You may have heard about Yin Yoga in recent times as this new, yet ancient, form of yoga has become increasingly popular. It is a slower, more meditative practice where the poses are held for longer periods, targeting the deep connective tissues of the body.
Yin Yoga aligns with the principles of Traditional Chinese Medicine, working with the meridians (energy pathways) to help create balance in the body (www.yogajournal.com/yoga-101/yin-yoga-2). Each season is said to be linked to a dominant meridian pair. This means that by targeting the meridian pair of the season, your yoga can be tailored to support you through the different times of the year.
Statistics in the latest Australian Institute of Health and Welfare report (Australia’s Welfare 2017) show that the majority of Australians are struggling to maintain their work-life balance and consequently, are feeling stressed and overworked (https://probonoaustralia.com.au/news/2017/10/australians-struggling-achieve-work-life-balance-says-aihw-report/). The busyness of modern life means we often push ourselves by overworking, over-committing and over thinking, which can easily deplete our kidney chi (energy) and lower our vitality. This can be expressed in several ways: stiffness or tightness of the joints, lower back pain, becoming more fearful, feeling “stuck” and losing your zest for life.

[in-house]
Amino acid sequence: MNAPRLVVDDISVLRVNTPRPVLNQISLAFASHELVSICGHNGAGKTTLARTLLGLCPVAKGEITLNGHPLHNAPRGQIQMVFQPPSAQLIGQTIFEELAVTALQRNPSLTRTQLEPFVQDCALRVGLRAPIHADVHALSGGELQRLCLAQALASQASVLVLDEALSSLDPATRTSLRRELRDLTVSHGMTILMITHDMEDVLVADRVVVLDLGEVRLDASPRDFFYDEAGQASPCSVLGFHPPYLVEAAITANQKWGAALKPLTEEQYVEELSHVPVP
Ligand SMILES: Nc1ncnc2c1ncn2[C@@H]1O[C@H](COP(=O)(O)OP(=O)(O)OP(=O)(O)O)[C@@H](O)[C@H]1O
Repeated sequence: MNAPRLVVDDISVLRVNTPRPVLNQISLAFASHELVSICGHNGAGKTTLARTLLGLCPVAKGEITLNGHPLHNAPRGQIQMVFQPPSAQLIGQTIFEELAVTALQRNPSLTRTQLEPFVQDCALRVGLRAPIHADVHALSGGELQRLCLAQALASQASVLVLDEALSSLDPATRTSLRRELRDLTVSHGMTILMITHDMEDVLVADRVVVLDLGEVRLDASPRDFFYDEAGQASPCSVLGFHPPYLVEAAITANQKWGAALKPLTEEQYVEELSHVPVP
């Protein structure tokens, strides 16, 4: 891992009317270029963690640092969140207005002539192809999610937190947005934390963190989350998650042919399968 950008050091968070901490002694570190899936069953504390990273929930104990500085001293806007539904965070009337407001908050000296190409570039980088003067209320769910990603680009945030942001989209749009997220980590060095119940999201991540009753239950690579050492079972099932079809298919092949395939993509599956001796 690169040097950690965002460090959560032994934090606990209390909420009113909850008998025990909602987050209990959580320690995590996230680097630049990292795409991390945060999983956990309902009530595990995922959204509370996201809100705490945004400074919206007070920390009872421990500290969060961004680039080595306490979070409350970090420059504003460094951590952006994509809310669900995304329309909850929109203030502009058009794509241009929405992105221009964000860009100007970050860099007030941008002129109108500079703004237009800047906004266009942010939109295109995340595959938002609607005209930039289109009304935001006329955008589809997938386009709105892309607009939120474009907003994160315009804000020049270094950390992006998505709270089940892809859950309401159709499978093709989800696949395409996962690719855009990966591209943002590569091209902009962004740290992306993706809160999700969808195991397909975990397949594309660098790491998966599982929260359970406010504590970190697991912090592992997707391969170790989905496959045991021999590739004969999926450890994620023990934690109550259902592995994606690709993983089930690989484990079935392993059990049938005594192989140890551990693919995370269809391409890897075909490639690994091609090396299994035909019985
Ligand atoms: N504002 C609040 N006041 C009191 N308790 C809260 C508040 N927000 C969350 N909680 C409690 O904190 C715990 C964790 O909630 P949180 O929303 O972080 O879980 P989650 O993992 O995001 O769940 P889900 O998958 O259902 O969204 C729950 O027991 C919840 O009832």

Winter is said to be the most yin time of year and as such, the colder months offer the perfect opportunity to slow down and recharge. This season is associated with the Water element and the dominant meridian pair is the Kidney and Urinary Bladder. The Kidneys are like the battery packs of the body: they relate to our overall chi levels and vitality and are associated with the qualities of virtue and wisdom when in balance (https://www.tcmworld.org/what-is-tcm/the-five-major-organ-systems/kidney-health/). Now who wouldn’t love a bit more virtue and wisdom in their lives?!
We can activate the flow of chi with a Yin Yoga practice that focuses on stimulating and nourishing the Kidney and Urinary Bladder energy lines through the use of poses such as Caterpillar, Sphinx and Butterfly. Practicing these poses regularly throughout the Winter months will help to recharge and renew your energy stores, and get you moving forward and achieving your intentions.
This year, during the chilly Winter months, take the opportunity to explore how your seasonal yoga practice can support you physically, mentally and spiritually. Rest when needed, be gentle and kind to yourself and you will better support yourself to return refreshed from your hibernation, ready for the buzz and activity of the warmer months ahead.
Yin Yoga classes run at Blue Water Yoga on Thursday evenings and Sunday afternoons.
Click here for class details and bookings.
Written by Kerryn Godfrey & Blair Phillips